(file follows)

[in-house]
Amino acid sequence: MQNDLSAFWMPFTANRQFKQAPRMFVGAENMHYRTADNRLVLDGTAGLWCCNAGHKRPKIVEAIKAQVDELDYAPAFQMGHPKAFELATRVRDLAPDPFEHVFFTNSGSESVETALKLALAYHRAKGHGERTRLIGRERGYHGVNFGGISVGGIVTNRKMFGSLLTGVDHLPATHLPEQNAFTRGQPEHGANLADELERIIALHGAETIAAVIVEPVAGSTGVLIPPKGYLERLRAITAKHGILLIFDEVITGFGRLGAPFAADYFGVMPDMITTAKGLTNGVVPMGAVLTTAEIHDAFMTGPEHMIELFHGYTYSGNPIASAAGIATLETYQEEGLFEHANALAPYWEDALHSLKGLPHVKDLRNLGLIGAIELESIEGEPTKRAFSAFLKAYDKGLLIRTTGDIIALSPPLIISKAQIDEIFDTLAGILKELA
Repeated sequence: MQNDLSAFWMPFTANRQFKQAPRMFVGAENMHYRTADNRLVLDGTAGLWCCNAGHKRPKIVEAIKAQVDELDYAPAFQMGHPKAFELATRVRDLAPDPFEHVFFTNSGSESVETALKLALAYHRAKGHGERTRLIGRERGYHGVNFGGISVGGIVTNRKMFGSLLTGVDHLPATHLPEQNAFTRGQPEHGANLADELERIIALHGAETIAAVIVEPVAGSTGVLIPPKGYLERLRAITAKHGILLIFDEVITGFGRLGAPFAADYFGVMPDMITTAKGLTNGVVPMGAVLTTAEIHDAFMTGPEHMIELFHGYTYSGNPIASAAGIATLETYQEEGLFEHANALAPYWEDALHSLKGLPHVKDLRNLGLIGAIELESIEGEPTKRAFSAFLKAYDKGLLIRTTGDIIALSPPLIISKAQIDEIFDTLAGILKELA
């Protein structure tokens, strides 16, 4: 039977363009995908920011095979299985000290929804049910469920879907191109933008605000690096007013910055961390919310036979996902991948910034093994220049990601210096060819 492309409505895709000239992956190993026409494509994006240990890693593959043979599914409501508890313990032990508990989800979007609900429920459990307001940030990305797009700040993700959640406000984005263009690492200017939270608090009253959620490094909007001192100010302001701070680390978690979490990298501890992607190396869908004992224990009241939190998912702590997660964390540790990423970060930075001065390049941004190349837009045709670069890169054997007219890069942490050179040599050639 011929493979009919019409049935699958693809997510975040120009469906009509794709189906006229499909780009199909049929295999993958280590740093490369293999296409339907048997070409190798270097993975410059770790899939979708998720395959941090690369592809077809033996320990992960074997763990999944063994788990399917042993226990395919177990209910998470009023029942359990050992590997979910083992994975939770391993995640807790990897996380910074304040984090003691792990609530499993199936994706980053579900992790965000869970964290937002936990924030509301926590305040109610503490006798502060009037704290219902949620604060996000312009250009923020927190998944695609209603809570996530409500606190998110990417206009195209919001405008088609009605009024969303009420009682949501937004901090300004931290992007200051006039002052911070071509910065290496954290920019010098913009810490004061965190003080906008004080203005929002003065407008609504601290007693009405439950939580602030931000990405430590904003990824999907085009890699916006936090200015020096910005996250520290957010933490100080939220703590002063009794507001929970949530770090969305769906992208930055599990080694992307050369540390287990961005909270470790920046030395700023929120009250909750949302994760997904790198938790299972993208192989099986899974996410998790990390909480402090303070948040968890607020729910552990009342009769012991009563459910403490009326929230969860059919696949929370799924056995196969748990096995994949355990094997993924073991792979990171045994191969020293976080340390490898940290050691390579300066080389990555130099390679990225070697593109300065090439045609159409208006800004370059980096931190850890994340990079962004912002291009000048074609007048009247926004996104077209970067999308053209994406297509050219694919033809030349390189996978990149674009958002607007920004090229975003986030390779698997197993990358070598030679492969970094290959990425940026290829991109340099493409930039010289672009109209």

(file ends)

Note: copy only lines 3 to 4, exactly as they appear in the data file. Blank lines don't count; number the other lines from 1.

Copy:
Repeated sequence: MQNDLSAFWMPFTANRQFKQAPRMFVGAENMHYRTADNRLVLDGTAGLWCCNAGHKRPKIVEAIKAQVDELDYAPAFQMGHPKAFELATRVRDLAPDPFEHVFFTNSGSESVETALKLALAYHRAKGHGERTRLIGRERGYHGVNFGGISVGGIVTNRKMFGSLLTGVDHLPATHLPEQNAFTRGQPEHGANLADELERIIALHGAETIAAVIVEPVAGSTGVLIPPKGYLERLRAITAKHGILLIFDEVITGFGRLGAPFAADYFGVMPDMITTAKGLTNGVVPMGAVLTTAEIHDAFMTGPEHMIELFHGYTYSGNPIASAAGIATLETYQEEGLFEHANALAPYWEDALHSLKGLPHVKDLRNLGLIGAIELESIEGEPTKRAFSAFLKAYDKGLLIRTTGDIIALSPPLIISKAQIDEIFDTLAGILKELA
């Protein structure tokens, strides 16, 4: 039977363009995908920011095979299985000290929804049910469920879907191109933008605000690096007013910055961390919310036979996902991948910034093994220049990601210096060819 492309409505895709000239992956190993026409494509994006240990890693593959043979599914409501508890313990032990508990989800979007609900429920459990307001940030990305797009700040993700959640406000984005263009690492200017939270608090009253959620490094909007001192100010302001701070680390978690979490990298501890992607190396869908004992224990009241939190998912702590997660964390540790990423970060930075001065390049941004190349837009045709670069890169054997007219890069942490050179040599050639 011929493979009919019409049935699958693809997510975040120009469906009509794709189906006229499909780009199909049929295999993958280590740093490369293999296409339907048997070409190798270097993975410059770790899939979708998720395959941090690369592809077809033996320990992960074997763990999944063994788990399917042993226990395919177990209910998470009023029942359990050992590997979910083992994975939770391993995640807790990897996380910074304040984090003691792990609530499993199936994706980053579900992790965000869970964290937002936990924030509301926590305040109610503490006798502060009037704290219902949620604060996000312009250009923020927190998944695609209603809570996530409500606190998110990417206009195209919001405008088609009605009024969303009420009682949501937004901090300004931290992007200051006039002052911070071509910065290496954290920019010098913009810490004061965190003080906008004080203005929002003065407008609504601290007693009405439950939580602030931000990405430590904003990824999907085009890699916006936090200015020096910005996250520290957010933490100080939220703590002063009794507001929970949530770090969305769906992208930055599990080694992307050369540390287990961005909270470790920046030395700023929120009250909750949302994760997904790198938790299972993208192989099986899974996410998790990390909480402090303070948040968890607020729910552990009342009769012991009563459910403490009326929230969860059919696949929370799924056995196969748990096995994949355990094997993924073991792979990171045994191969020293976080340390490898940290050691390579300066080389990555130099390679990225070697593109300065090439045609159409208006800004370059980096931190850890994340990079962004912002291009000048074609007048009247926004996104077209970067999308053209994406297509050219694919033809030349390189996978990149674009958002607007920004090229975003986030390779698997197993990358070598030679492969970094290959990425940026290829991109340099493409930039010289672009109209």